By Bhavik Patel
Gold market witnessed outflows in the ETF during the month of July. It coincides with the drop in prices where in July we saw gold going below $1700. Around 81 tonnes of outflow was seen in July. July was also the month where net short reached highest in the last 3 years. Gold also faced headwinds in the form of a stronger US dollar, weaker Brent crude prices following softer growth data and lower implied volatility.
However sentiment has changed from July’s bearish trend to neutral trend at the onset of August month. One of the key reasons was the US Fed’s statement that they have reached a neutral rate and going forward they will be data dependent and the pace of rate hike will be slowed. This prompted buying in gold, however this week US house speaker Nancy Pelosi’s visit to Taiwan and some members from Fed statement that they will bring inflation under control once again halted the rally in gold. But bulls have upper hold as gold recovered its losses and now is knocking on the door of $1800. This has been thanks to rise in geopolitical concerns after China firing several ballistic missiles around Taiwan in retaliation for U.S. House Speaker Nancy Pelosi’s visit.
It is classic safe haven play where gold and Treasuries rose in tandem with the U.S. dollar and the Japanese Yen. The big obstacle for gold is Friday’s July employment report out of the U.S. Expectations of a stronger-than-anticipated report could quickly put a cap on the prevailing bullishness among gold bugs.
The reversal of gold prices was on the wall when we saw record bearish positions in July. We find that when small speculators get too bullish, it is almost always a sign that we are near a top. But when they get too bearish, it is almost always a sign that we got a bottom on our hands. Hedge funds were net short highest in 3 years and small speculators are net long 92,690 contracts for gold, which is their smallest long position since May of 2019.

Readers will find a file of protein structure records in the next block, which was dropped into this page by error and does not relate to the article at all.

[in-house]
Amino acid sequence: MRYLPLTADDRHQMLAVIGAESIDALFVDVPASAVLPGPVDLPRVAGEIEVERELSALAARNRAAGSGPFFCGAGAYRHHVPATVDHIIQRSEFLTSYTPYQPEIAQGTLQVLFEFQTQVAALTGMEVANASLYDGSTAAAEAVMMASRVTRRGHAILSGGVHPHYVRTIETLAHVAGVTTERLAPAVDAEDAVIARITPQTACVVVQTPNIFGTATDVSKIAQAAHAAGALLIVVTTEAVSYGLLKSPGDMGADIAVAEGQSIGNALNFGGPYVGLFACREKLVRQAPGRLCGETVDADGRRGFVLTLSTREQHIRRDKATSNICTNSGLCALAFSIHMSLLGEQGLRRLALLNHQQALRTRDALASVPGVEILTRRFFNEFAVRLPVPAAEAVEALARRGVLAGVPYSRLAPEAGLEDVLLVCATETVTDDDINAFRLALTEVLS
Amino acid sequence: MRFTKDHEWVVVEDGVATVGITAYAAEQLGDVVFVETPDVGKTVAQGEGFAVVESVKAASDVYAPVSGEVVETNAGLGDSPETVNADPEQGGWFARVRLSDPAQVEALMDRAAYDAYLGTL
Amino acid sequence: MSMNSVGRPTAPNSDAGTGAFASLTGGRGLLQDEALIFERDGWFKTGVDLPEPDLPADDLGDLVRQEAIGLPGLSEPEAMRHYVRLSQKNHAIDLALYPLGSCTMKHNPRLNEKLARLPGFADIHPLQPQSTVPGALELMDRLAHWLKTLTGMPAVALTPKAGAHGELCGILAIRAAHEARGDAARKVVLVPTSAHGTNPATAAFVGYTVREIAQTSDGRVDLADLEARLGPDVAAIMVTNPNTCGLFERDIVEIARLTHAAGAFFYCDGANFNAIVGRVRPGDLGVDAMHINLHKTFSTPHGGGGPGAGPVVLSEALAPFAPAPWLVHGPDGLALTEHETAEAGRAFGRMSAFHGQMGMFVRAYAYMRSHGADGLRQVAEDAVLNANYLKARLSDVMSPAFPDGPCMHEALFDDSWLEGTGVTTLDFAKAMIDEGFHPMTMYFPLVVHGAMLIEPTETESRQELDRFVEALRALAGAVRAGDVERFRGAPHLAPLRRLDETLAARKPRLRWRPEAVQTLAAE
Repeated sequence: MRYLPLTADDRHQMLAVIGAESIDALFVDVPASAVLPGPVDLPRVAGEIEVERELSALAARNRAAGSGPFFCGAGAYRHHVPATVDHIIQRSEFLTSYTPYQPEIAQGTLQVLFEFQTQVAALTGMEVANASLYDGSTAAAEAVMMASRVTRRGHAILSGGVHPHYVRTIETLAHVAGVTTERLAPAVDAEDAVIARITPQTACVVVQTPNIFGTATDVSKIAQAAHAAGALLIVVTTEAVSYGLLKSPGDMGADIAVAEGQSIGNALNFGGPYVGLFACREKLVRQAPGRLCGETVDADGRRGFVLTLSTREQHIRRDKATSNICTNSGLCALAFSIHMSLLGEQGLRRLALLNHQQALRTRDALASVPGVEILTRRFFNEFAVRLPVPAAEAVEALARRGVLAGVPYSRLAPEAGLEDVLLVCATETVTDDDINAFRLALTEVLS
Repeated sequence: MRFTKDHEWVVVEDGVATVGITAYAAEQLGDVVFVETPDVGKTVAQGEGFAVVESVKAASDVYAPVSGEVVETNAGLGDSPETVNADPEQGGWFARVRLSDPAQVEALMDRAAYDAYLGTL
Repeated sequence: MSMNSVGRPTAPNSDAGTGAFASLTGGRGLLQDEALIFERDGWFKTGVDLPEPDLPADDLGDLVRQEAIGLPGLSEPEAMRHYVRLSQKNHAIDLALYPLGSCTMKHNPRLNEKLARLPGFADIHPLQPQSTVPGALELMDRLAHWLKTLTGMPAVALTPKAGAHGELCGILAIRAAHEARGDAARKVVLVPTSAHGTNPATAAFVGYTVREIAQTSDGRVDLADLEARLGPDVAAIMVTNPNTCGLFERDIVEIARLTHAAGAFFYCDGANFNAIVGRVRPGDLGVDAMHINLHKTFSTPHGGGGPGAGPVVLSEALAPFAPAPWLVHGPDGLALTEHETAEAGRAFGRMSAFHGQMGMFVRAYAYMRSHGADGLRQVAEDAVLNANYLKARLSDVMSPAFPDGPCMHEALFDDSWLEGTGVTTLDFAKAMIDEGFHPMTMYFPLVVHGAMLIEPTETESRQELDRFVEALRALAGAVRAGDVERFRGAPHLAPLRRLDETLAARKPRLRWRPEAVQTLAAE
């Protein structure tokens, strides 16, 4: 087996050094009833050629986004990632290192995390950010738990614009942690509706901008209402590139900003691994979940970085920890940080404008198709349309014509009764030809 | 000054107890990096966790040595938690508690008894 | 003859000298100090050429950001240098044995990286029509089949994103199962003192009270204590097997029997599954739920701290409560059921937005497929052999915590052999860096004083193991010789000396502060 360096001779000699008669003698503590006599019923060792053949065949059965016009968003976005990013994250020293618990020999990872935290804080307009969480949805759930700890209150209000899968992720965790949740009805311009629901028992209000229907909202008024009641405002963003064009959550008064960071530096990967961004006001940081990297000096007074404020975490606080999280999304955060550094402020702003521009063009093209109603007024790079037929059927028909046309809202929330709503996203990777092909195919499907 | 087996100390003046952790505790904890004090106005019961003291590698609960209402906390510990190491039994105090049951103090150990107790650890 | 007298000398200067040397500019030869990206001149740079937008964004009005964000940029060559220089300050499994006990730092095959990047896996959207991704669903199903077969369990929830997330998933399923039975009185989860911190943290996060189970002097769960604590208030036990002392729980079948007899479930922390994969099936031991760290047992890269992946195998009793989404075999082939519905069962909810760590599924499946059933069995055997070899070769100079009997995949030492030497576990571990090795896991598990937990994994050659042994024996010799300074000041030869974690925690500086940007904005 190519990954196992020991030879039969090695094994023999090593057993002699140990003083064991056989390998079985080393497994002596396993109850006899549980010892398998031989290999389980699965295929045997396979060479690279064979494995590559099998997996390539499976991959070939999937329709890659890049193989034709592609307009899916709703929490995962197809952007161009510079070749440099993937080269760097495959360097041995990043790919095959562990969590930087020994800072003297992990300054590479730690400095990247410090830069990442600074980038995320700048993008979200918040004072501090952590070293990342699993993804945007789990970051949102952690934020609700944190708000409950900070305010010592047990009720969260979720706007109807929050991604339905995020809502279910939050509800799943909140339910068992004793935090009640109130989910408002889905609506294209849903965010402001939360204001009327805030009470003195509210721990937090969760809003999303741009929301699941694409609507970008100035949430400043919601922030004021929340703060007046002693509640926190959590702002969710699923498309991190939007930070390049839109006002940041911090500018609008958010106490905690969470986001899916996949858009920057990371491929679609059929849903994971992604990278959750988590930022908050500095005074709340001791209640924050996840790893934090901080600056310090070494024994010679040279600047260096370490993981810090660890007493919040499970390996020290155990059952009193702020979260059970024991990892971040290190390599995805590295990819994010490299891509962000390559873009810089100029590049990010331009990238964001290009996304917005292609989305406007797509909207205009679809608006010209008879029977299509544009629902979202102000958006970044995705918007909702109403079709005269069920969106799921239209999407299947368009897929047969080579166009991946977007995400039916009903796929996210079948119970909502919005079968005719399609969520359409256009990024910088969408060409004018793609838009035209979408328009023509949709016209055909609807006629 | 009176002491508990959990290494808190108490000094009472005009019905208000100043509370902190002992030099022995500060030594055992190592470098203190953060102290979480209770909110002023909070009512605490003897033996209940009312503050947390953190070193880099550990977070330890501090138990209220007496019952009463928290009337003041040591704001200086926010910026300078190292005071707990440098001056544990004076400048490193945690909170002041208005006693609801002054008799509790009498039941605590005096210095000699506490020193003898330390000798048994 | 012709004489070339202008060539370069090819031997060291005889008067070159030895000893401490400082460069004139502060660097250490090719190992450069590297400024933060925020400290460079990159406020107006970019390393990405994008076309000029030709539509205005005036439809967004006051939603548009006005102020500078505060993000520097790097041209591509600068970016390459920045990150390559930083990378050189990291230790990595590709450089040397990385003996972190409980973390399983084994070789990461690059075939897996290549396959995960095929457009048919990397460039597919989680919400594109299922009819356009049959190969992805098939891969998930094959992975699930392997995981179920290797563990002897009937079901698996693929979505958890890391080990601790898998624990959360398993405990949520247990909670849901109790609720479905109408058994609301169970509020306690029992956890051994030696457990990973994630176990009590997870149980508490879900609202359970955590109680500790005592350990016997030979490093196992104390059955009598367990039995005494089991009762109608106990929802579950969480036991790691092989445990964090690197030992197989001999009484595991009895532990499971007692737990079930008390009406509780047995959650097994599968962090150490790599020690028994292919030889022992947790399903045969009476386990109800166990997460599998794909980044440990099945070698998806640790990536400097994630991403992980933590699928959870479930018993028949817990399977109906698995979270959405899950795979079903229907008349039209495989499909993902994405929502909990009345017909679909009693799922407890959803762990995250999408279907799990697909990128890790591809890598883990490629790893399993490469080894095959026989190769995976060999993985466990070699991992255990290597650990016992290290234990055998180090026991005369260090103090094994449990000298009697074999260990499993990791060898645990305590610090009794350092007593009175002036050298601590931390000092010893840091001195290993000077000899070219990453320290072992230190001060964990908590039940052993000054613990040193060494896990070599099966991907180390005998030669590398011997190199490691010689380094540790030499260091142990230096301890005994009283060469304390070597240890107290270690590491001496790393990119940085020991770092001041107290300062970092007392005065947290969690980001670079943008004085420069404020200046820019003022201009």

On domestic front, RBI hiked repo rate by 50 bps which was expected by the market. Indian rupee did recover from the lows but still geopolitical concern will keep USD stronger. We had record current account deficit this month which also prompted Indian rupee to depreciate sharply giving cushion to MCX gold prices. RBI is unwilling to accept growth sacrifice to bring down inflation which will keep rupee weak and helping MCX gold prices.
Charts on MCX do suggest that we may have a rally. MCX chart is more positive compared to COMEX chart on account of weak rupee. In MCX, gold is at 5 month high however emergence of ‘bearish belt hold’ candlestick pattern on daily scale suggest gold may face headwinds going forward and may retrace somewhere in the vicinity around 51500-51200. Breach above 52500 may propel gold till 53200-53500. Gold has taken support around its 200-day moving average around 49700 and we can say bottom is in place for gold. $1800 also is proving to be strong resistance in COMEX and so any further rally will only commence above $1805. So any fresh positions can be taken around 51500 with stoploss of 50900 and expected upside target of 52500-52800. Buy on dips should be the strategy as near term fundamentals still point to upside in gold prices.
(Bhavik Patel is a commodity and currency analyst at Tradebulls Securities. Views expressed are the author’s own. Please consult your financial advisor before investing.)